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LinkedIn and Google+ Users Have a Higher Incidence of Identity Fraud



LinkedIn and Google+ Users Have a Higher Incidence of Identity Fraud

In 2011, identity fraud in the United States increased by 13 percent and more
than 11.6 million adults became victims of identity fraud. As people share
more and more personal information publicly on social and professional
networking sites, studies are finding high rates of identity fraud among
active users. Online reputation management companies, like Reputation Rhino
and other privacy advocates are raising awareness of this growing problem this
December during National Identity Theft Prevention and Awareness Month.

NEW YORK, N.Y., Nov. 30, 2012 (GLOBE NEWSWIRE) -- via PRWEB - December is
National Identity Theft Prevention and Awareness Month. Companies like
Reputation Rhino, a top-rated reputation management company in New York City,
are raising awareness about identity fraud and advising clients to take
proactive measures to prevent and detect identity theft and other privacy
breaches that may expose unwanted personal or confidential information online
or offline.

In 2011, identity fraud in the United States increased by 13 percent and more
than 11.6 million adults became victims of identity fraud. As people share
more and more personal information publicly on social and professional
networking sites, researchers have found a significantly higher incidence of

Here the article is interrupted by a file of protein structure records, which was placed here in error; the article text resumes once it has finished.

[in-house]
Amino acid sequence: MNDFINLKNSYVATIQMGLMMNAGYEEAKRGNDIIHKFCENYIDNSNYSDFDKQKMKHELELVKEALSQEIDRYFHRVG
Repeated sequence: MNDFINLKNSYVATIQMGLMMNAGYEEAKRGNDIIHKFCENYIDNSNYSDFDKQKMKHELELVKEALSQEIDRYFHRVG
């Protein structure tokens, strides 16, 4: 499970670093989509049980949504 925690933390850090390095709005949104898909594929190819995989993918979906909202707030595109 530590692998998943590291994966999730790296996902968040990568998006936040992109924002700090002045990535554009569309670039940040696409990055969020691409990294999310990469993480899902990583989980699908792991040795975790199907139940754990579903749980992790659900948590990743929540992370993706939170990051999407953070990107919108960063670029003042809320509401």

identity fraud for active users of some of the most popular social media web
sites in the U.S.

In 2011, LinkedIn users experienced a 10.1% incidence rate of identity fraud
while Google+ users experienced a 7% incidence rate of identity fraud -- much
higher than the all-consumer incidence rate of 4.9%, according to a 2012
report by Javelin Strategy & Research.

Twitter experienced an incidence rate of identity fraud of 6.3% and Facebook
saw an incidence rate of 5.7%. Among U.S. adults, Facebook was the most
frequently used site with 46% of the adult population, trailed by Google+ with
20% of the adult population. LinkedIn made up 7% of social network users.
Consumers were defined as social media site users if they have accessed that
site within the past seven days.

"Our interest in publicly sharing the most private and personal moments of our
lives online often trumps common sense," says Todd William, founder and CEO of
Reputation Rhino, "we need to use the privacy settings and security controls
that are available and think about how the information we share, especially
when accessing third party apps and games, can increase our risk of becoming a
victim of identity theft."

The Javelin Strategy & Research study noted that 68 percent of people with
public social media profiles shared their birthday information (with 45
percent sharing month, date and year); 63 percent shared their high school
name; 18 percent shared their phone number; and 12 percent shared their pet's
name. "This is exactly the kind of information that companies use to verify
your identity and fraudsters use to steal it," says Todd William, who writes
about social media, privacy and crisis communications on his popular online
reputation management blog.

This article was originally distributed on PRWeb. For the original version
including any supplementary images or video, visit
http://www.prweb.com/releases/identity-fraud-and-theft/reputation-rhino/prweb10188939.htm

CONTACT: Reputation Rhino LLC
         K. Boza
         info@reputationrhino.com
         888-975-3331
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